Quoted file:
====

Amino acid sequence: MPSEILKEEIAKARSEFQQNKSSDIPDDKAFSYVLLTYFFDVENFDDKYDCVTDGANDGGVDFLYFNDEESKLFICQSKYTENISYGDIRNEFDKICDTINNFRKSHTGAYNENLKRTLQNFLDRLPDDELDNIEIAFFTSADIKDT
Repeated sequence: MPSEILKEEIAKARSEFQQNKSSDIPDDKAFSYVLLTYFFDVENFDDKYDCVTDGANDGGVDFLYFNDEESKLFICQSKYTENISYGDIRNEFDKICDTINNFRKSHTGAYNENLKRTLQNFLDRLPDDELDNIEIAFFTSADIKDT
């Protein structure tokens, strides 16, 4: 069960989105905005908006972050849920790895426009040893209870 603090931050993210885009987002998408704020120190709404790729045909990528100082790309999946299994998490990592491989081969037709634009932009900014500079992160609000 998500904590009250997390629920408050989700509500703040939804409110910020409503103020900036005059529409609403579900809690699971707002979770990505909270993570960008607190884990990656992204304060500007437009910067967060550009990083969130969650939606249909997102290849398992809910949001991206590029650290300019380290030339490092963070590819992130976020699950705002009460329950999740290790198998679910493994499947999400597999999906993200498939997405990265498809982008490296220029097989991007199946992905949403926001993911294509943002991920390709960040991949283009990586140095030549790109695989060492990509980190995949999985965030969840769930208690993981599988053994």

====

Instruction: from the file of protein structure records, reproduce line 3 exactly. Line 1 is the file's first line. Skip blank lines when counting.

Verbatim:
């Protein structure tokens, strides 16, 4: 069960989105905005908006972050849920790895426009040893209870 603090931050993210885009987002998408704020120190709404790729045909990528100082790309999946299994998490990592491989081969037709634009932009900014500079992160609000 998500904590009250997390629920408050989700509500703040939804409110910020409503103020900036005059529409609403579900809690699971707002979770990505909270993570960008607190884990990656992204304060500007437009910067967060550009990083969130969650939606249909997102290849398992809910949001991206590029650290300019380290030339490092963070590819992130976020699950705002009460329950999740290790198998679910493994499947999400597999999906993200498939997405990265498809982008490296220029097989991007199946992905949403926001993911294509943002991920390709960040991949283009990586140095030549790109695989060492990509980190995949999985965030969840769930208690993981599988053994």